Columnist: Dollar Stores Worth a Look

Discussion
Oct 23, 2006

By George Anderson


Gregory Karp, a columnist with the Morning Call of Allentown, PA, says consumers who have not checked out dollar stores recently or at all are missing out.


Stores are not the dirty and dingy places that many older consumers associate with the old five-and-dime stores.


Today, consumers can walk into a dollar store and find they are clean and stocked with brand-name merchandise, fresh fruit, refrigerated and frozen foods.


Mr. Karp said it is unlikely that a consumer could do all their shopping in dollar stores but there are many categories that offer real potential for savings.


Among the better buys consumers can find, according to Mr. Karp, are holiday and party supplies, stocking stuffer toys, school/office supplies, household cleaners, paper products, containers and snacks.


The deals found at dollar stores are drawing a larger portion of the population. According to ACNielsen, seventy percent of households shoppers at a dollar store last year.


The top four chains in the channel have a combined sales revenue of roughly $20 billion and three of those businesses rank among the top 10 retailers in the U.S.


Discussion Questions: What is the state of the dollar store industry from your perspective? Where do you see the greatest opportunities for retailers
in this space to reduce operational costs while also seeking to drive top line revenues?

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12 Comments on "Columnist: Dollar Stores Worth a Look"


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M. Jericho Banks PhD
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M. Jericho Banks PhD
15 years 7 months ago
I must take exception to the characterization of five-and-dime stores as “dirty and dingy.” How would you know (Gregory Karp, not George Anderson)!? Ever been in one? Ever lived week-to-week for the Saturday experience of accompanying your dad to a Woolworth’s lunch counter for a made-from-scratch root beer and a foot-long hotdog (car parked just outside with the keys in it)? Five-and-dimes, or “dime stores,” were magical places. Clean and well-lit. When I peruse Mr. Karp’s list of Dollar Store “better buys,” I see mostly Chinese-manufactured items and rack-jobber junk. Party supplies? Stocking stuffers in July? Drop-shipped paper products? Snacks that would otherwise be in vending machines? The Dollar Stores I’ve seen are outlets, pure and simple. No amount of posturing will change that. If some of them have evolved into legitimate supermarkets that also sell Chinese junk, then that’s what they are. I’m not a big fan of importing Chinese-manufactured non-necessities which negatively affect our balance of trade. While unemployment is low and American job loss in the industry of making cheap plastic gewgaws… Read more »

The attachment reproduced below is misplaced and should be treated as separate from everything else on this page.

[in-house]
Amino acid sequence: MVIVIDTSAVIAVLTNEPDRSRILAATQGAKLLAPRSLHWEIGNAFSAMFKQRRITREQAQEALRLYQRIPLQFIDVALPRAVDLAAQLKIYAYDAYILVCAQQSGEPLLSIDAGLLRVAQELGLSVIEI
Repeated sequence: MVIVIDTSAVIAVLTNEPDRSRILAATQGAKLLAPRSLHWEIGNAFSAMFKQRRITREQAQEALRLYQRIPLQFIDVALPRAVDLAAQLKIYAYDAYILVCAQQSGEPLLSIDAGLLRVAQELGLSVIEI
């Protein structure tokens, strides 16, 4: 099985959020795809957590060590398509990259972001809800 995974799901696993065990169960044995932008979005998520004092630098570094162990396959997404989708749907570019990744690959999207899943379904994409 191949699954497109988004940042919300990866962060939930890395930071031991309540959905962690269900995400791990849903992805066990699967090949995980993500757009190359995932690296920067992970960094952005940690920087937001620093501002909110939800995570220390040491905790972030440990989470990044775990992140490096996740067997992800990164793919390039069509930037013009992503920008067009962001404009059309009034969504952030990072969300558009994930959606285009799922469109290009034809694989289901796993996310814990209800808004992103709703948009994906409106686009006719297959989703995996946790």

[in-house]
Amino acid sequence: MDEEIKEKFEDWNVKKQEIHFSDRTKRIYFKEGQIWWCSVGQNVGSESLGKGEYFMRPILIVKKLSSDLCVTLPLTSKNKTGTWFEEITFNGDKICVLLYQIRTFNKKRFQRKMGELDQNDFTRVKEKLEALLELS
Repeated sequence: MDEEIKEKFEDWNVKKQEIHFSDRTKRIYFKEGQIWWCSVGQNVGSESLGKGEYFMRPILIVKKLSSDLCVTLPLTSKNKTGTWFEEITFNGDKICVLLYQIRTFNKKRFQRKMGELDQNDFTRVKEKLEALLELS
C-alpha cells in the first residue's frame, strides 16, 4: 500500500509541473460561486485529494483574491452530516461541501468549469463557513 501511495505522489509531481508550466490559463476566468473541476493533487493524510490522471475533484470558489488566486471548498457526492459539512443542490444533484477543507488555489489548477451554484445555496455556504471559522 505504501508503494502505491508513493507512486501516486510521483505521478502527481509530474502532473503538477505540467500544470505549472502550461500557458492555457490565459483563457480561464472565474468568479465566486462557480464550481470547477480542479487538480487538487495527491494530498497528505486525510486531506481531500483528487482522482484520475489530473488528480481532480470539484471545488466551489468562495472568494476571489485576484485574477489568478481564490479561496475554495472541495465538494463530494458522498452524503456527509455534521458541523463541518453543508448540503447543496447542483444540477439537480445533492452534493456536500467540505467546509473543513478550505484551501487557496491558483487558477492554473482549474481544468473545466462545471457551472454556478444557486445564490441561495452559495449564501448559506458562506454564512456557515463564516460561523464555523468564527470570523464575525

Jerry Gelsomino
Guest
15 years 7 months ago

One of my firm’s newest clients, Dollar General, is not exactly a “dollar store.” However, because of its name, it is often confused for one, so I thought I would add some news into this discussion. Currently, the company has a new concept which it is rightly excited about; Dollar General Market.

The new stores offer value, quality, and convenience to its target customers, selling not only the general merchandise shoppers expect to see at a Dollar General, but also quality national brands and private label food products.

The new interior decor package, which we collaborated with Dollar General on, now brings an upgraded look to this category of store which is enticing and helpful to the customer in finding desired merchandise.